Go out into the peripheries and serve


(Unsplash/Tom Parsons)

I'm sure that all of us are very used to celebrating this feast of Christ the King. It's been a part of the church's liturgy for almost 100 years now. Yet, it's a strange thing that we celebrate such a feast. You may remember, during the life of Jesus, there were a couple of occasions when that huge crowd of people were following him and they felt he could overthrow the Roman empire, the occupiers of their land. They wanted to make him a king. He went into hiding immediately.

Ezekiel 34:11-12, 15-17

Psalms 23:1-2, 2-3, 5-6

1 Corinthians 15:20-26, 28

Matthew 25:31-46

Full text of the readings

He refused to accept the kingship. Even when he was on trial for his life and Pilot said, "Are you the king of the Jews?" Jesus said, "You say it," but he would not say it. So it is somewhat an anomaly that we celebrate such a feast. He rejected the title. That's why it's very important for us to understand what kind of a king Jesus is, the king we celebrate when we give him that title. Our first lesson today becomes very important because in the Jewish tradition, the king was thought of as a shepherd, a shepherd who really cared for his flock.

In that first lesson, Ezekiel criticizes harshly the leaders of the chosen people because they are failing to serve the poor and the weak, the vulnerable. They're taking care of themselves and letting the people drift away. Ezekiel promises them that God will do something about it. What Ezekiel promises is indeed, God says this: "I (God) will care for my sheep, watch over them. As a shepherd looks after his flock when he finds them scattered, so will I watch over my sheep and gather them from all the places where they are scattered."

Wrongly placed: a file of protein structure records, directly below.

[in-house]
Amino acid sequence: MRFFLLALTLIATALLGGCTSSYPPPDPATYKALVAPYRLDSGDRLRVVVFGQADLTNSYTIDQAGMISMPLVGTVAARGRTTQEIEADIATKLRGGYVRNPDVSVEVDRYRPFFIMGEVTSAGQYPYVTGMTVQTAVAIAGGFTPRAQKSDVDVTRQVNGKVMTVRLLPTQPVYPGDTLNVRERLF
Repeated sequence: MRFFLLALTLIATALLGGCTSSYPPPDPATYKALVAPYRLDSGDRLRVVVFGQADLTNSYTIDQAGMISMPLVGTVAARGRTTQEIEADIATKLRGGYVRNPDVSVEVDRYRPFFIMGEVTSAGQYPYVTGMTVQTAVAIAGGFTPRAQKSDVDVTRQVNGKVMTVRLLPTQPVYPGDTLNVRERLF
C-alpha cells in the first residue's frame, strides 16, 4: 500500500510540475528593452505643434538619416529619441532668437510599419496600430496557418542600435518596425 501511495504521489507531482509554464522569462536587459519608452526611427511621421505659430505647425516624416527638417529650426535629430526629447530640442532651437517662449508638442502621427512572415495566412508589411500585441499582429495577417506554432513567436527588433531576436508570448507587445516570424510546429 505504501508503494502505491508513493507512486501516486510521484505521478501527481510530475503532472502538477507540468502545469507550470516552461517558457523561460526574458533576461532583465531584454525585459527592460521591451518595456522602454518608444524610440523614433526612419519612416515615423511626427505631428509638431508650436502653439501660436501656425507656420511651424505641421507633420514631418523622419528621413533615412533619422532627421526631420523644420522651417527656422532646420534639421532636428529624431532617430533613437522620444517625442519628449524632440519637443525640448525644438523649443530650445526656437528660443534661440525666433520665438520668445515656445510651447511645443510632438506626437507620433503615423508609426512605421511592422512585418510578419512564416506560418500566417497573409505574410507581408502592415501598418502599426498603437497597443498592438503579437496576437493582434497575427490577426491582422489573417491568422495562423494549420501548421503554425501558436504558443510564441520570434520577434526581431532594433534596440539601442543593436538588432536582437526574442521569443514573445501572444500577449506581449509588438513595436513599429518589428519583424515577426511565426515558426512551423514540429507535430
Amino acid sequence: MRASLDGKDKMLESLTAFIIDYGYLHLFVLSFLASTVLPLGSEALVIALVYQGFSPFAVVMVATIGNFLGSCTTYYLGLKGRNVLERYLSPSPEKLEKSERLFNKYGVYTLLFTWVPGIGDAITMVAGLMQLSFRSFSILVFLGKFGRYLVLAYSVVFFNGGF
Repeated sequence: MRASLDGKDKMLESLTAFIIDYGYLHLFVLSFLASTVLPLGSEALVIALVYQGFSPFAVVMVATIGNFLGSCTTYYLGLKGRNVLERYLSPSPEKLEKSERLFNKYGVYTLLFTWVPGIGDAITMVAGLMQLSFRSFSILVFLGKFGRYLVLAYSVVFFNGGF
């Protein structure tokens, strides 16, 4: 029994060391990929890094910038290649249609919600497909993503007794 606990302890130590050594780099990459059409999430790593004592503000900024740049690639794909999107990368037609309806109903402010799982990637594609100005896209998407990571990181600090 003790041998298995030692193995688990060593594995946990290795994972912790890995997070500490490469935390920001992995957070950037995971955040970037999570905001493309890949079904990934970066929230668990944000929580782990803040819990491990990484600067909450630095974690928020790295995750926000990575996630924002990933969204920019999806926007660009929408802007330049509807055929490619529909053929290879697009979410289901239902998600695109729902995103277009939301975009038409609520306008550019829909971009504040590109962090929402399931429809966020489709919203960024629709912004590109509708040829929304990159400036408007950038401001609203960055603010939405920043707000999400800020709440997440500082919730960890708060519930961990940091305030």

How did God fulfill that promise? He fulfills it especially in Jesus. If you look at Chapter 10 of St. John's Gospel, there's a beautiful passage about Jesus: "I am the good shepherd." Jesus, Son of God, is the fulfillment of the promise God makes through Ezekiel and other prophets. "I am the good shepherd. I know my sheep and they know me." He's in a relationship with them; he loves them. "I lay down my life for my sheep. ... A greater love than this no one has than to give one's life for another."

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Jesus becomes the Good Shepherd. The Good Shepherd who, in the Jewish tradition, would be a shepherd-king. So when we acknowledge or proclaim our reverence through Jesus as king, we're really proclaiming him as the Good Shepherd who cares for the sheep, who knows them. "I know mine and they know me." How does that get carried out in the church today? If we listen to the Gospel lesson, it's heard very clearly. Jesus tells us that he is present in the least of those in our midst: the poor, the hungry, the thirsty, the naked, those who lack housing, those in prison, those who are sick.

Whenever you reached out to them as he did — that's what he did during his life; he reached out to the poor, the thirsty, the hungry, the homeless, and he drew them in. They were his friends. When we think about how Jesus related to the poor and the hungry and the thirsty, it's very important to remember that with him it was always something very personal. He never cured people in crowds. He wanted to have an immediate contact with the person with whom he was relating.

There are many instances in the Gospels. One of the ones that I find most beautiful is when Jesus is on his final journey toward Jerusalem and he's passing through the city of Jericho. There's a huge crowd following him. On the fringe of the crowd, someone cries out, "Jesus, Son of David, have pity on me!" It's a blind man, a beggar, poor. He had no way to care for himself. He was blind and very poor and vulnerable. What did the people do? They tried to quiet him.